Wednesday, 15 October 2014

The Swiss Family Robinson


I was intrigued to read The Swiss Family Robinson recently after many years, decades even. I remember that The Swiss Family Robinson was one of my favourite stories as a kid, but I did't remember all that much of the actual story. Sadly, my childhood copy is lost to the vagaries of time, and so I read an undated version from the local op shop. I suspect that my childhood copy quite a different book to the one which I read recently- I must have read an abridged version, I know that my childhood self could never have got through these 300 pages.

The Swiss Family Robinson was published in German in 1812, the year before Pride and Prejudice was published in England, and became an immediate sensation. It was first published in English in 1814. There are now several hundred English editions. The introduction to the Project Gutenberg version tells us that


No unabridged edition of Swiss Family Robinson exists in English. Indeed, the book has been rewritten so many times, by so many editors, that it can legitimately be said that no complete edition of the book exists in any language. 

Which is astonishing, and rather sad. Swiss Family Robinson recounts the troubles of a young Swiss family travelling by ship to the new colony of Port Jackson (Sydney). Like every good Robinsonade there is a ship wreck in the very first few pages. The family are stranded alone in their broken ship just off a rather amazing tropical island. This island is indeed rather special- there are flamingoes and penguins, kangaroos, buffalo and jackals, but I guess that was possible in 1812 (the much later The Coral Island also suffered from similar errors), and I don't remember it bothering my childhood self. Indeed I suspect that I was thrilled that they domesticated most species of animals that they came across- which kid doesn't want a pet monkey or parrot, or to go on buffalo and donkey rides?

I found the story somewhat slow really, even though the basic premise is exciting enough. A big storm, a stranded family (I remembered the names Fritz and Ernest after all these years, but Jack and Francis didn't leave as much of a mark), working together for survival, and keeping wild animals as pets. It’s an adventure story, but still safe enough- the parents are still there. I just wanted them to get on with it and build the giant treehouse of my memories. They did do that eventually, but not before stumbling on pretty much every useful plant known to man- sugar cane, potatoes, coconuts of course, and even cinnamon. And they shot and killed everything. I get that it's a survivalist tale, and of it's time, but there was a bit more butchery than my somewhat squeamish constitution enjoys. The language was quaint, and somewhat antiquated.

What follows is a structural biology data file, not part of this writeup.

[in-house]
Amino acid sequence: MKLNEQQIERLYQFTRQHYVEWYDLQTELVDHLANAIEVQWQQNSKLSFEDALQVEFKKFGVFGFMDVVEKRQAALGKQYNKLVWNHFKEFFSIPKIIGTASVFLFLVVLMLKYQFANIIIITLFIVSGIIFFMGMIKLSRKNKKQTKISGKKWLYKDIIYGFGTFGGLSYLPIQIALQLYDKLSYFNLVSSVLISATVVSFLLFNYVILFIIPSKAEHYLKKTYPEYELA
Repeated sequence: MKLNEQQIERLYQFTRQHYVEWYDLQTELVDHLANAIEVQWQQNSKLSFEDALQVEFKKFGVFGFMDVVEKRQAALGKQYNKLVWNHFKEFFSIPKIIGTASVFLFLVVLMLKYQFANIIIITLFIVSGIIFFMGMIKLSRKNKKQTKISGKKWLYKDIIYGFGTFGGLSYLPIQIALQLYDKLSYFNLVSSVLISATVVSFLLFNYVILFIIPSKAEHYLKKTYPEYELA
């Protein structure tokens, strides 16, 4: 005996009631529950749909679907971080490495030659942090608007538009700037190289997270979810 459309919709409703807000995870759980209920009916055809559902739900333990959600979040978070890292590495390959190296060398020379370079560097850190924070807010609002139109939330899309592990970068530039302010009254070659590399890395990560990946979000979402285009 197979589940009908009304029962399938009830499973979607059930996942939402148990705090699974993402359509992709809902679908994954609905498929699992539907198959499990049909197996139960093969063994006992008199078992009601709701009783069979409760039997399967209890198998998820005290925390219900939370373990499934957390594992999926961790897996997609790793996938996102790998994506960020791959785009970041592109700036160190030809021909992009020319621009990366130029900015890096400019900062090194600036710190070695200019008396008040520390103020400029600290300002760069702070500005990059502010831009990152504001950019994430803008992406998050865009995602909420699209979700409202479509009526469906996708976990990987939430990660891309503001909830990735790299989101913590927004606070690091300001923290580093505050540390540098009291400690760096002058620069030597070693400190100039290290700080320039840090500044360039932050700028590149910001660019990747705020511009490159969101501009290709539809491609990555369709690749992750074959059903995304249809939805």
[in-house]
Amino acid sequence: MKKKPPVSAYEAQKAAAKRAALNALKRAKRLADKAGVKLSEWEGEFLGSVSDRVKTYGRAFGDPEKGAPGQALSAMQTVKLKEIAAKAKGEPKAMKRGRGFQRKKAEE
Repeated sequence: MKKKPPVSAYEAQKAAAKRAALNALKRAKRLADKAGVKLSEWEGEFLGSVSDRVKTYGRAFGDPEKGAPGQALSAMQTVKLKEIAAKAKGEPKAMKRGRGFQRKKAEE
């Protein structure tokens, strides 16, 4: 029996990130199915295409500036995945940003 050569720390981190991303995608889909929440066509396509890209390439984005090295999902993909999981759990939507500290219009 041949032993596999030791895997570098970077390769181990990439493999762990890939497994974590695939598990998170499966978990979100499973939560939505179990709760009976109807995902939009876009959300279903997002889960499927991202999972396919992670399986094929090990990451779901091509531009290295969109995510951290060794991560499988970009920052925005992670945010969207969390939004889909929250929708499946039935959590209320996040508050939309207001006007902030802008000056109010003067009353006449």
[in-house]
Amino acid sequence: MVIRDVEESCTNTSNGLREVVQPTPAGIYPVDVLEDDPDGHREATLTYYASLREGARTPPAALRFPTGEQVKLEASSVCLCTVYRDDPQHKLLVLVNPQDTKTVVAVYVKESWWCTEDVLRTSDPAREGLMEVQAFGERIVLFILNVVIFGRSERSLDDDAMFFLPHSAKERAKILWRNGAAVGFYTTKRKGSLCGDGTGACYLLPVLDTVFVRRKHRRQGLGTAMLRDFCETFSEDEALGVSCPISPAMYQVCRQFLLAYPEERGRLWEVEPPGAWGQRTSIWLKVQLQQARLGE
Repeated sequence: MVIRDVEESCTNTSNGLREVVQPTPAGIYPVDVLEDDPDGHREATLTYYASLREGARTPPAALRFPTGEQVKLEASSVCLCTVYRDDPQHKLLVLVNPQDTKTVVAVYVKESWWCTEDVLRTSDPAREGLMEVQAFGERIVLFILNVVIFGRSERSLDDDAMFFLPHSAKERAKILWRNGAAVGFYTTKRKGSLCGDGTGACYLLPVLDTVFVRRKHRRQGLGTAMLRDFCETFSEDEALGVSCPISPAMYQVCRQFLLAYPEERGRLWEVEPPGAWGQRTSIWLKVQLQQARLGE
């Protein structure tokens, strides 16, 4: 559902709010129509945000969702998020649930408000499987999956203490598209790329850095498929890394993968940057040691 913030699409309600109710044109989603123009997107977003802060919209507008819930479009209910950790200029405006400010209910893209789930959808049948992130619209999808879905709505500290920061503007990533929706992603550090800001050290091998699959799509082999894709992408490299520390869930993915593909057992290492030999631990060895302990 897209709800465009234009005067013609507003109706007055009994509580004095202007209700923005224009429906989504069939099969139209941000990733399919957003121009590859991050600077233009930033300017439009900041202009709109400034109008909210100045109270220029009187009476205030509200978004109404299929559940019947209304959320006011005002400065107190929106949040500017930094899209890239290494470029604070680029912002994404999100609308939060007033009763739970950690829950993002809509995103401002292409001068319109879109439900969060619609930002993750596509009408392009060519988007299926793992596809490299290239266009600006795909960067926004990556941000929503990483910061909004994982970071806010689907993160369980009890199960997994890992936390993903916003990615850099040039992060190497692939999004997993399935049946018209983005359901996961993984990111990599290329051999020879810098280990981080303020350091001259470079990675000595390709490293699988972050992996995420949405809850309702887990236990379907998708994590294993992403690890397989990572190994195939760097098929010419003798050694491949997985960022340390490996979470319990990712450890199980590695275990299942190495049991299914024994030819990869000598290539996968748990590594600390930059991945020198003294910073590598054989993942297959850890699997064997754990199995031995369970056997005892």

I sat down in this verdant elysium with my three sons. 

Johann David Wyss was a Swiss pastor with 4 boys, just like the father of the Robinson clan. It is said that one of his sons found his unfinished manuscript and persuaded his father to let him rewrite it, edit it and submit it for publication. This son, Johann Rudolf Wyss was a busy fellow as he was a professor of philosophy, and in 1811 he wrote the former Swiss National Anthem. Living proof I guess of Johann David Wyss's desire to educate and teach via The Swiss Family Robinson. Despite my reservations, I did finish the whole book, which is more than can be said for Robinson Crusoe, which still sits about, half read, and no progress made for several years.

69/1001

3 comments:

Sally Tharpe Rowles said...

I remember how I loved reading this book. I think even if a bit boring at times it opens ones imagination. As you read you are also imagining what you would be doing in the same situation.

Brona Joy said...

Revisiting childhood classics and favourites is an interesting thing.

Our memory is not as infallible as we believe and time is not always so kind to some of these stories either.

Genie -- Paris and Beyond said...

How interesting. I do remember reading this book but think that I was fairly young and certainly would not have thought about it being unabridged or not.

The backstory of Wyss and his family is great sleuthing on your part!

Bises,
Genie